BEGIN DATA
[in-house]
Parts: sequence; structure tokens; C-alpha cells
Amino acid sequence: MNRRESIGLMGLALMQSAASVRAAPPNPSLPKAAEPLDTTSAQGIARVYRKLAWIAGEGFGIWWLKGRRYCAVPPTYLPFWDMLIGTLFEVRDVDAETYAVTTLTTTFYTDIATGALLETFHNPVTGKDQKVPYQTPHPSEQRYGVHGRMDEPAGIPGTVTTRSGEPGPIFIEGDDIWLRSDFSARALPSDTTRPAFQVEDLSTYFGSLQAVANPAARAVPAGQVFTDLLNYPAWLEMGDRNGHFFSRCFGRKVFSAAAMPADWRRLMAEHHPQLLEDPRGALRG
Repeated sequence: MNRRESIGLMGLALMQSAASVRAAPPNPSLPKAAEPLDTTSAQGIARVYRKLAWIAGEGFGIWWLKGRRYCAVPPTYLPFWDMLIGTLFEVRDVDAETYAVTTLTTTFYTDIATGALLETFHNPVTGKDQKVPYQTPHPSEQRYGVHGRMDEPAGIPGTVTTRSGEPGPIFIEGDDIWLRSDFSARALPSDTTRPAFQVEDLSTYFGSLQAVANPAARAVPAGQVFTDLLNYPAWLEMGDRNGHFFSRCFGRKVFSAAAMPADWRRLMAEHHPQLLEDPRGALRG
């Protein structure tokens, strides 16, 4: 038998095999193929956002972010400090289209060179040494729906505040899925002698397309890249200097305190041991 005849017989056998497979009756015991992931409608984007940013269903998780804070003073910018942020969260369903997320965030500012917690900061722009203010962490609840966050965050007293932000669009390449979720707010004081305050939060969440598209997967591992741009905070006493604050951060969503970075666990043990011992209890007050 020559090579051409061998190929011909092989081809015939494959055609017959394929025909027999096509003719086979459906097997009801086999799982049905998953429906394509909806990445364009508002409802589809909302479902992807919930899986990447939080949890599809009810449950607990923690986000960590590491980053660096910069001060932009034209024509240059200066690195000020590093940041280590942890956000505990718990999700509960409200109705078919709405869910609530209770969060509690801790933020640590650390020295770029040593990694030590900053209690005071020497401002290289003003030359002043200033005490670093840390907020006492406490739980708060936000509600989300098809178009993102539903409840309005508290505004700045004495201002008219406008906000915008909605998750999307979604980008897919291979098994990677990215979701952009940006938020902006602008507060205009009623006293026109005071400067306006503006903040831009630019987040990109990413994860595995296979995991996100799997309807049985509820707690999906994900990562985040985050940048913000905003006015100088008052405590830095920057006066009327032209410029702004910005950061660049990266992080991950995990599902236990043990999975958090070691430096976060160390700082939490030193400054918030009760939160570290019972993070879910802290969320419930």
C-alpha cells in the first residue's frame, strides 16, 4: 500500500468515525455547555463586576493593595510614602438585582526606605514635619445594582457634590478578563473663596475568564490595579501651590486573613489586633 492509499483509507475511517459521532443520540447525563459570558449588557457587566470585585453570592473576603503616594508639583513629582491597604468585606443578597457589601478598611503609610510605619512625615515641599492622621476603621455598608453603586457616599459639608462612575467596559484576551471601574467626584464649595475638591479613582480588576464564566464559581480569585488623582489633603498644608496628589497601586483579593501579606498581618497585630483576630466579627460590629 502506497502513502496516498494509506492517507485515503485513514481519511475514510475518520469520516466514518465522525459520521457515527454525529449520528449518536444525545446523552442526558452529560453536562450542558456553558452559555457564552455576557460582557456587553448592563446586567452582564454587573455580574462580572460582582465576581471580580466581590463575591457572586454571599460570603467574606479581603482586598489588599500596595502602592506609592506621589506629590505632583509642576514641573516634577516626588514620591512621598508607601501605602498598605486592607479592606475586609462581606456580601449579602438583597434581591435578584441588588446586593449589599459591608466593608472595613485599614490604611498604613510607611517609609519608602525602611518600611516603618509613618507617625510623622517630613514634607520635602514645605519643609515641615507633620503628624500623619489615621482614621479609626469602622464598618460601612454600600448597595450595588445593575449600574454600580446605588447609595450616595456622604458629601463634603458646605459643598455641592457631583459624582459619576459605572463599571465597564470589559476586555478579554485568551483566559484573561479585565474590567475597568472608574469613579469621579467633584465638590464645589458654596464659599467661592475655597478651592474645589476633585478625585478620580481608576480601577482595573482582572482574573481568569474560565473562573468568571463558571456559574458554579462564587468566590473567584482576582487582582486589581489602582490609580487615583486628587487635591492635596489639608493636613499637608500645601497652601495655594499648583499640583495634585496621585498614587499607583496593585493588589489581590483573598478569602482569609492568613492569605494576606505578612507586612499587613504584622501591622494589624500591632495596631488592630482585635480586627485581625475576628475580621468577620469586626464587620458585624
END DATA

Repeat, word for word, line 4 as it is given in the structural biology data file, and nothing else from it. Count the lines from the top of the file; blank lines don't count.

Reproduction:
Repeated sequence: MNRRESIGLMGLALMQSAASVRAAPPNPSLPKAAEPLDTTSAQGIARVYRKLAWIAGEGFGIWWLKGRRYCAVPPTYLPFWDMLIGTLFEVRDVDAETYAVTTLTTTFYTDIATGALLETFHNPVTGKDQKVPYQTPHPSEQRYGVHGRMDEPAGIPGTVTTRSGEPGPIFIEGDDIWLRSDFSARALPSDTTRPAFQVEDLSTYFGSLQAVANPAARAVPAGQVFTDLLNYPAWLEMGDRNGHFFSRCFGRKVFSAAAMPADWRRLMAEHHPQLLEDPRGALRG